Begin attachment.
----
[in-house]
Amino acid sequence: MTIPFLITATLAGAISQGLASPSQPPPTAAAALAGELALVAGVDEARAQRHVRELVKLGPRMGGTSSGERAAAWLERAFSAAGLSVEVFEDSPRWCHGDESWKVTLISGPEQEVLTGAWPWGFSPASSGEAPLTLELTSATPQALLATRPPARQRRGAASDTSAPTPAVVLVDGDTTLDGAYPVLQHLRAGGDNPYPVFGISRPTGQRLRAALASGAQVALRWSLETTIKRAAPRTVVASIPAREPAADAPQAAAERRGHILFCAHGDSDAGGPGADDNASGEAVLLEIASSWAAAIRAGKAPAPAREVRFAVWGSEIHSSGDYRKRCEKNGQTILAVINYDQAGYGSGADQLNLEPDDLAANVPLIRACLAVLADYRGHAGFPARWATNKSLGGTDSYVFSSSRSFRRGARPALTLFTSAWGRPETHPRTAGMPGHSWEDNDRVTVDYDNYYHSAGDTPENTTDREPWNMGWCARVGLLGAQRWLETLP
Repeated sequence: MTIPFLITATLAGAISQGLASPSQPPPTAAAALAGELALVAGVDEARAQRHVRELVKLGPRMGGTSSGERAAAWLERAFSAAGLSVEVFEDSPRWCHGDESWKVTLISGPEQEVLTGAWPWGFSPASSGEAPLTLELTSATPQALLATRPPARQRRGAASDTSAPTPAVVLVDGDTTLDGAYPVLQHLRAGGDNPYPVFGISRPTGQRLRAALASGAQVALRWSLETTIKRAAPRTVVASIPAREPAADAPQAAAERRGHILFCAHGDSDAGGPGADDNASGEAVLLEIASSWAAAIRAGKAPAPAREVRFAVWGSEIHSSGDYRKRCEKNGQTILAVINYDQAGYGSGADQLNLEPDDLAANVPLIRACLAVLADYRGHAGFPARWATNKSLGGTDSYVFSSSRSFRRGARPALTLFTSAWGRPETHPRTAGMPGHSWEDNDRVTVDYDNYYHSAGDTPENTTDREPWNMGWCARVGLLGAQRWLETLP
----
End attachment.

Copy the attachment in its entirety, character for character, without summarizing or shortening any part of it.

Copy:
[in-house]
Amino acid sequence: MTIPFLITATLAGAISQGLASPSQPPPTAAAALAGELALVAGVDEARAQRHVRELVKLGPRMGGTSSGERAAAWLERAFSAAGLSVEVFEDSPRWCHGDESWKVTLISGPEQEVLTGAWPWGFSPASSGEAPLTLELTSATPQALLATRPPARQRRGAASDTSAPTPAVVLVDGDTTLDGAYPVLQHLRAGGDNPYPVFGISRPTGQRLRAALASGAQVALRWSLETTIKRAAPRTVVASIPAREPAADAPQAAAERRGHILFCAHGDSDAGGPGADDNASGEAVLLEIASSWAAAIRAGKAPAPAREVRFAVWGSEIHSSGDYRKRCEKNGQTILAVINYDQAGYGSGADQLNLEPDDLAANVPLIRACLAVLADYRGHAGFPARWATNKSLGGTDSYVFSSSRSFRRGARPALTLFTSAWGRPETHPRTAGMPGHSWEDNDRVTVDYDNYYHSAGDTPENTTDREPWNMGWCARVGLLGAQRWLETLP
Repeated sequence: MTIPFLITATLAGAISQGLASPSQPPPTAAAALAGELALVAGVDEARAQRHVRELVKLGPRMGGTSSGERAAAWLERAFSAAGLSVEVFEDSPRWCHGDESWKVTLISGPEQEVLTGAWPWGFSPASSGEAPLTLELTSATPQALLATRPPARQRRGAASDTSAPTPAVVLVDGDTTLDGAYPVLQHLRAGGDNPYPVFGISRPTGQRLRAALASGAQVALRWSLETTIKRAAPRTVVASIPAREPAADAPQAAAERRGHILFCAHGDSDAGGPGADDNASGEAVLLEIASSWAAAIRAGKAPAPAREVRFAVWGSEIHSSGDYRKRCEKNGQTILAVINYDQAGYGSGADQLNLEPDDLAANVPLIRACLAVLADYRGHAGFPARWATNKSLGGTDSYVFSSSRSFRRGARPALTLFTSAWGRPETHPRTAGMPGHSWEDNDRVTVDYDNYYHSAGDTPENTTDREPWNMGWCARVGLLGAQRWLETLP